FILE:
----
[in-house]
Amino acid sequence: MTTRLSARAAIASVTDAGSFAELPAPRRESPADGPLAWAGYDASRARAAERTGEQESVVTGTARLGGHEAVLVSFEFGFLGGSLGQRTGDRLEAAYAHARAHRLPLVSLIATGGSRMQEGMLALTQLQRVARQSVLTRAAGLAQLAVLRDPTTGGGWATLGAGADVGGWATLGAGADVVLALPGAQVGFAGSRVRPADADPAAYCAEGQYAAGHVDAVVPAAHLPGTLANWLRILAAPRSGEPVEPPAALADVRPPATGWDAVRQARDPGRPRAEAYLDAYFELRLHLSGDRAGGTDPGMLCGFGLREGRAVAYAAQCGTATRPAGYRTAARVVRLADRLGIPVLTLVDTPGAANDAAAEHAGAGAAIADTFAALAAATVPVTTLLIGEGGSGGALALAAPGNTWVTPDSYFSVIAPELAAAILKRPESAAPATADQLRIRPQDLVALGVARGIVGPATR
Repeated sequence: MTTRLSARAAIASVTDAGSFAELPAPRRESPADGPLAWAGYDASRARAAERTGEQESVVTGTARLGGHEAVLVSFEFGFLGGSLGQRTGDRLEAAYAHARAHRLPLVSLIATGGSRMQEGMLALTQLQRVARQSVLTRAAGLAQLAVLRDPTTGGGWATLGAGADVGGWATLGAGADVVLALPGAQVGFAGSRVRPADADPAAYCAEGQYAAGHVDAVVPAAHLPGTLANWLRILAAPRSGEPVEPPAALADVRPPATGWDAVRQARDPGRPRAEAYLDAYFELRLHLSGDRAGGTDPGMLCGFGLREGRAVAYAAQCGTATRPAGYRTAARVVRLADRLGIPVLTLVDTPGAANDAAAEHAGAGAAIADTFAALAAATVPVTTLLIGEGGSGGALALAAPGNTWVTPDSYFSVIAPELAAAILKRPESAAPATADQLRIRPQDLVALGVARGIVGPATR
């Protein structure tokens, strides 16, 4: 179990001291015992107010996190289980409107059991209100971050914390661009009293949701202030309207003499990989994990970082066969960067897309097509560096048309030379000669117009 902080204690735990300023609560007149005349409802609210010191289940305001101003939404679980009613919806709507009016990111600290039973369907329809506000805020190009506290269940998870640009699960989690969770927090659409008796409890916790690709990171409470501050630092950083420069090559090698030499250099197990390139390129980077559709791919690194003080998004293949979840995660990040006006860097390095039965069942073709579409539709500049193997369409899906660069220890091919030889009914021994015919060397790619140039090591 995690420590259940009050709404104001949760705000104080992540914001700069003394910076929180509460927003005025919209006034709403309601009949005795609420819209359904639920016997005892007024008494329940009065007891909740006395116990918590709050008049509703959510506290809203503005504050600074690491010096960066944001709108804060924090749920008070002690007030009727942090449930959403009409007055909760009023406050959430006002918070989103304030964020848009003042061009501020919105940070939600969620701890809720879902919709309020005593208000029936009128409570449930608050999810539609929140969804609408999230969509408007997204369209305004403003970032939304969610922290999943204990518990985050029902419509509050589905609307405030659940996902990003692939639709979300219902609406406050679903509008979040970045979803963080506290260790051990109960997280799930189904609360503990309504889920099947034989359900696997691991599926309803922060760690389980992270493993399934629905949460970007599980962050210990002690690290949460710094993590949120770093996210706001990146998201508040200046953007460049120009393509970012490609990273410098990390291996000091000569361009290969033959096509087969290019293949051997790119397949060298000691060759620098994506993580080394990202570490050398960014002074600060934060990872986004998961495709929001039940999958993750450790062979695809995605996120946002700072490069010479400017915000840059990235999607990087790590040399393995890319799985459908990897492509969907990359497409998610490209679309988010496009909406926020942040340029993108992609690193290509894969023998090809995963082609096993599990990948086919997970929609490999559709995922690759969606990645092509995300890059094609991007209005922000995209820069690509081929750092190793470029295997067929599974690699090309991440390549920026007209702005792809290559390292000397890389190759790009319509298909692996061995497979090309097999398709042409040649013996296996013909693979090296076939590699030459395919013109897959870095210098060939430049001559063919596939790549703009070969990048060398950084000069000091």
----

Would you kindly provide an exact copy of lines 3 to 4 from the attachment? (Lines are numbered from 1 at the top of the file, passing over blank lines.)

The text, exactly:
Repeated sequence: MTTRLSARAAIASVTDAGSFAELPAPRRESPADGPLAWAGYDASRARAAERTGEQESVVTGTARLGGHEAVLVSFEFGFLGGSLGQRTGDRLEAAYAHARAHRLPLVSLIATGGSRMQEGMLALTQLQRVARQSVLTRAAGLAQLAVLRDPTTGGGWATLGAGADVGGWATLGAGADVVLALPGAQVGFAGSRVRPADADPAAYCAEGQYAAGHVDAVVPAAHLPGTLANWLRILAAPRSGEPVEPPAALADVRPPATGWDAVRQARDPGRPRAEAYLDAYFELRLHLSGDRAGGTDPGMLCGFGLREGRAVAYAAQCGTATRPAGYRTAARVVRLADRLGIPVLTLVDTPGAANDAAAEHAGAGAAIADTFAALAAATVPVTTLLIGEGGSGGALALAAPGNTWVTPDSYFSVIAPELAAAILKRPESAAPATADQLRIRPQDLVALGVARGIVGPATR
């Protein structure tokens, strides 16, 4: 179990001291015992107010996190289980409107059991209100971050914390661009009293949701202030309207003499990989994990970082066969960067897309097509560096048309030379000669117009 902080204690735990300023609560007149005349409802609210010191289940305001101003939404679980009613919806709507009016990111600290039973369907329809506000805020190009506290269940998870640009699960989690969770927090659409008796409890916790690709990171409470501050630092950083420069090559090698030499250099197990390139390129980077559709791919690194003080998004293949979840995660990040006006860097390095039965069942073709579409539709500049193997369409899906660069220890091919030889009914021994015919060397790619140039090591 995690420590259940009050709404104001949760705000104080992540914001700069003394910076929180509460927003005025919209006034709403309601009949005795609420819209359904639920016997005892007024008494329940009065007891909740006395116990918590709050008049509703959510506290809203503005504050600074690491010096960066944001709108804060924090749920008070002690007030009727942090449930959403009409007055909760009023406050959430006002918070989103304030964020848009003042061009501020919105940070939600969620701890809720879902919709309020005593208000029936009128409570449930608050999810539609929140969804609408999230969509408007997204369209305004403003970032939304969610922290999943204990518990985050029902419509509050589905609307405030659940996902990003692939639709979300219902609406406050679903509008979040970045979803963080506290260790051990109960997280799930189904609360503990309504889920099947034989359900696997691991599926309803922060760690389980992270493993399934629905949460970007599980962050210990002690690290949460710094993590949120770093996210706001990146998201508040200046953007460049120009393509970012490609990273410098990390291996000091000569361009290969033959096509087969290019293949051997790119397949060298000691060759620098994506993580080394990202570490050398960014002074600060934060990872986004998961495709929001039940999958993750450790062979695809995605996120946002700072490069010479400017915000840059990235999607990087790590040399393995890319799985459908990897492509969907990359497409998610490209679309988010496009909406926020942040340029993108992609690193290509894969023998090809995963082609096993599990990948086919997970929609490999559709995922690759969606990645092509995300890059094609991007209005922000995209820069690509081929750092190793470029295997067929599974690699090309991440390549920026007209702005792809290559390292000397890389190759790009319509298909692996061995497979090309097999398709042409040649013996296996013909693979090296076939590699030459395919013109897959870095210098060939430049001559063919596939790549703009070969990048060398950084000069000091």